President Trump whipped up a storm across the tech industry last year when he announced that certain goods imported into the US from China would be hit with tariffs of 10 per cent.
A host of vendors bumped up their prices in response, but the impact of the taxes was still very much unknown. What we do know is that vendors producing components, routers and networking gear were hit hardest.
Before the industry had a chance to settle, Trump struck again, bumping up the tariffs to 25 per cent and then threatening to bring PCs, notebooks and other products into the fray.
The US Trade Representative Office will begin a public hearing on Monday to decide which products, if any, will be hit with further charges. In a bid to prevent this from happening, over 600 US companies, including Walmart and Target, sent a letter to Trump yesterday pleading with him to abandon the hikes.
Since the president announced the latest increases, a number of the world's largest tech companies have published quarterly numbers and discussed their plans to mitigate the risk of the new tariffs on earnings calls.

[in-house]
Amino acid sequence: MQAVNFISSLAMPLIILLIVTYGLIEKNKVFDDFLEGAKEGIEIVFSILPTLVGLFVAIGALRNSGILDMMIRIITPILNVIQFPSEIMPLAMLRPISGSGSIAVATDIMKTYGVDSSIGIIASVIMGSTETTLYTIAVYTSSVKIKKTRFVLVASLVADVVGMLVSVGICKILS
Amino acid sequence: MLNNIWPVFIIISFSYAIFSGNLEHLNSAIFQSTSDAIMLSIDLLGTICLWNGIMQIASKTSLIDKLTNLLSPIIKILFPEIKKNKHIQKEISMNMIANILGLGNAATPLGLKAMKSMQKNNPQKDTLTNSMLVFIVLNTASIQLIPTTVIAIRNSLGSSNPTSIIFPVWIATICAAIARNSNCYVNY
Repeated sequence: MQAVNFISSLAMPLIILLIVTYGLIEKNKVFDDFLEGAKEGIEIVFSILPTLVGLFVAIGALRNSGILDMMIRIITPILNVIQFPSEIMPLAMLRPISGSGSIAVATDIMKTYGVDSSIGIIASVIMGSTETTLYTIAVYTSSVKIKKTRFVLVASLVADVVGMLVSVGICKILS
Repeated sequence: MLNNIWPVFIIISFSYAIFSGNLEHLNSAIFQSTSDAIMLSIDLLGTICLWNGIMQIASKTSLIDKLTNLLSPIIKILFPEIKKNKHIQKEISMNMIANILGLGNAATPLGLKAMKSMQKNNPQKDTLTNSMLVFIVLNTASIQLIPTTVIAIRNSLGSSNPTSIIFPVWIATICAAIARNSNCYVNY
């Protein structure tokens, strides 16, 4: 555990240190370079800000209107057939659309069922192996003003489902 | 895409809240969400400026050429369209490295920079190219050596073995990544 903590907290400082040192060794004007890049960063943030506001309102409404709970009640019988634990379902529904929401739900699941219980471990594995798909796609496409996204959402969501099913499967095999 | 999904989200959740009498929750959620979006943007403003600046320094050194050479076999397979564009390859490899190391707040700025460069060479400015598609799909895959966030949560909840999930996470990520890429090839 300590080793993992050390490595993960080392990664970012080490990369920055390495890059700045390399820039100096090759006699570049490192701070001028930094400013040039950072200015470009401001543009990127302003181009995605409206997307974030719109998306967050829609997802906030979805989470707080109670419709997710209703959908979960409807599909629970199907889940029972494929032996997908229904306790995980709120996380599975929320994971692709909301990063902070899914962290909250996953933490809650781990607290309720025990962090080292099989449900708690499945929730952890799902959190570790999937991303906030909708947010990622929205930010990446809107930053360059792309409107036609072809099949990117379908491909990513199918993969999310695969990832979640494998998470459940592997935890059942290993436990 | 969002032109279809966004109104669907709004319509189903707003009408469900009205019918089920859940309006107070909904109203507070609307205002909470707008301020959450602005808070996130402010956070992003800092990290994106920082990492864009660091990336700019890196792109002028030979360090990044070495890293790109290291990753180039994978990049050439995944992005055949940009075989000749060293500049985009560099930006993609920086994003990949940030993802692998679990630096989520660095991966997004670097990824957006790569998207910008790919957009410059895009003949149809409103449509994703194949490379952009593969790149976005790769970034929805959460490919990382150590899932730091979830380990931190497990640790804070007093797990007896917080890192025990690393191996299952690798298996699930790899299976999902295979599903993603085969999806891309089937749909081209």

We've rounded up the key takeaways from each vendor that has spoken since the rise to 25 per cent was announced last month.
Cisco has soldiered on largely unaffected by the geopolitical turmoil threatening to damage the tech industry over recent months, continuing its mini renaissance under CEO Chuck Robbins (pictured).
But even the networking giant has been forced to adapt to the escalating trade war, with Robbins revealing on an earnings call last month that Cisco has minimised the amount of manufacturing it carries out in China.
The chief executive was speaking one week after Trump revealed he would be hiking tariffs on certain goods produced in China from 10 per cent to 25 per cent.
He said that Cisco quickly implemented a contingency plan that had been put in place a few months earlier. As a result, he said that Cisco expects to see "very minimal impact" from the increases.
"If you remember back many months ago when the 10 per cent tariffs were announced, we said we had basically three phases to our strategy," Robbins explained. "The first was we would continue the dialogue with the administration to make sure they understand the impact.
"The second was, we'll continue to do what we've always done which is optimise our supply chain, which we've been doing for the last 20 years.
"And then the third was, we will make pricing adjustments where necessary if needed. The team has been working incredibly hard over the last six months.
"And so last week when we saw the indication that the tariffs were going to move to 25 per cent on Friday morning, the teams kicked in and we actually have executed completely on everything that we need to do to deal with the tariffs."
Click through to the next page to see how Dell is preparing for the increases
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